3 Phases You Must Go Through To Fully Get Over Your Divorce

Get through it on a timeline unique to you.

Last updated on Apr 17, 2024

Woman on a roller coaster of post divorce emotions RDNE Stock project, Pixland, Jr Korpa | Canva 

The pain and confusion of divorce are so intense you might wonder if you’ve lost your mind. At other times, you worry this agony is how life will be from now on. In less torturous moments, you are stable and know life will get better. But then, you wonder when because you're not sure how much more of the misery you can take.

There are plenty of people who will willingly tell you exactly how long it will take you to get over divorce. What you need to know is that they’re all wrong. They are all wrong because they base their guidance on averages, observation, personal experience, and personal bias. There’s no way any of that will be able to predict how long it will take you to get over your divorce.


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Here are the 3 phases you must go through to fully get over your divorce:

1. The "make the pain stop" phase

This is the most challenging part of divorce recovery. Living in pain and confusion is the only constant amid the chaos of your divorce.

You struggle to figure out a way to stop hurting so much as you go through all the phases of grief. You are greatly tempted to medicate the pain away in this phase. You might ask your doctor for a prescription, or you might self-medicate with food, alcohol, other mood-altering substances, or unhealthy intimacy.


The biggest challenge here is to not over-medicate yourself so you avoid feeling what you need to experience to heal so you can move on to the next phase as you fight to move on with your life after divorce.

You look for guidance from just about anyone to make the pain stop. The challenge is that not everyone you’ll be tempted to ask for help will be able to help you. They’ll each have their reasons for offering help, which may or may not have your best interests as reason number 1.



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2. The "focus on others" phase

As the pain starts to subside, you’ll feel numb compared to the tumultuous emotions that were besieging you in the previous phase. You’ll look outside of yourself to keep moving on.

You might start to focus on your kids, work, pets, or friends. This external focus allows you to re-establish and redefine the relationships and responsibilities that suffered the most as you were dealing with your pain.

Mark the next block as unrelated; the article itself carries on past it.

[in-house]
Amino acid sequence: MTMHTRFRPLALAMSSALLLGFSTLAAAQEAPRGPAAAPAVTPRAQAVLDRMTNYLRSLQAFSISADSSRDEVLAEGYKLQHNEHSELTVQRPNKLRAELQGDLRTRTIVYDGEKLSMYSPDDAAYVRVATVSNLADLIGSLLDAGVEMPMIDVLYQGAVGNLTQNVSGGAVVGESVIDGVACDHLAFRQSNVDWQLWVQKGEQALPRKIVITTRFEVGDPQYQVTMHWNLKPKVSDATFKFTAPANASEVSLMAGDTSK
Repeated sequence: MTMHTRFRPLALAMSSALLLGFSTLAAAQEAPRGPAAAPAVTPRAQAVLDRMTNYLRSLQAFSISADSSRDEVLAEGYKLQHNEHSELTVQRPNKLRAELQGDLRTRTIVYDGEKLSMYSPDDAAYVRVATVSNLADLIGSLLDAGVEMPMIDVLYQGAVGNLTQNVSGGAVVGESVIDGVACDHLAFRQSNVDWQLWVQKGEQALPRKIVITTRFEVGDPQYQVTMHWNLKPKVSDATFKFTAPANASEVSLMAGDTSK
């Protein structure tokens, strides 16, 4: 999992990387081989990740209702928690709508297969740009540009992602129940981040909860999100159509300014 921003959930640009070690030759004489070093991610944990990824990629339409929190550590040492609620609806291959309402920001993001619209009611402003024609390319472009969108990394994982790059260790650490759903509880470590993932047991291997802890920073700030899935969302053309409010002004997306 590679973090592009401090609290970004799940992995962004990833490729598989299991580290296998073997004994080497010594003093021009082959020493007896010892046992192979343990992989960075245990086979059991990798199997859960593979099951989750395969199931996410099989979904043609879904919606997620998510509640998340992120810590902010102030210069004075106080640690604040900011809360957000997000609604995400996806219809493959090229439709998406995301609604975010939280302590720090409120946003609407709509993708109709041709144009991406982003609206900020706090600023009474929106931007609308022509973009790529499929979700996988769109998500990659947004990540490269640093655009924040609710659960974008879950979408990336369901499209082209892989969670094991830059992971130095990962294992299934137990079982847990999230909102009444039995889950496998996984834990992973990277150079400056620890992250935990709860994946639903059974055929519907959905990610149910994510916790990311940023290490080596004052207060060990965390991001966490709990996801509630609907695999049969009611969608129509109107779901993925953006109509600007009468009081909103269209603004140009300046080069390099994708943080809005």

Looking at life through this lens of connection and contribution can be extremely motivating. The challenge is that it can also lead to burnout because you’re not necessarily taking care of yourself.

drinking tea and relaxedPhoto: ViDI Studio via Shutterstock


3. The "creating the life you want" phase

Eventually, you’ll get your relationships and responsibilities stabilized. You may not have everything the way you want it, but you’ll accept how things are with the important people and activities in your life. This is when you start becoming motivated by what you want. You’ll find it easy to take the steps necessary to make your life great.

This shift in focus doesn’t mean that you start ignoring what you’ve built up in the last phase, but you are now motivated to make your life work for you. The goal is to feel fulfilled and happy.

And when you reach this phase, you’re over the bulk of your divorce recovery work. You may still have a few triggers that hurl you back to the first phase of pain and confusion (like when you find out your ex is in a serious relationship or when your anniversary rolls around), but you won’t stay there for long.

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You know what lies ahead of you is much more motivating and appealing than what happened in the past.



As much as knowing these phases will help you get a feel for how much longer you’ll be dealing with getting over your divorce, they can also make it more challenging if you’re one of those people who like to push to accomplish things.

Super-achievers will be tempted to focus on what they want to create in their life now instead of thoroughly working through each of the phases.


If this is you, remember that completely recovering from a divorce is a process. You can accelerate the process by focusing on the best ways to get through each phase, but not by short-circuiting or skipping any portion of one.

You’ll get through it on a timeline unique to you — not according to someone else’s. Instead of looking for an exact time when you’ll be over your divorce, it makes more sense to look at other indications you’re over your divorce.

Allow yourself to progress through each with intention. As you do, you’ll find that you’ll have dealt with the pain, confusion, and outward focus to the point you’re able to create an amazing life for yourself post-divorce.

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Dr. Karen Finn is a divorce and life coach. Her writing on marriage, divorce, and co-parenting has appeared on MSN, Yahoo, Psych Central, Huffington Post, Prevention, and The Good Men Project, among others.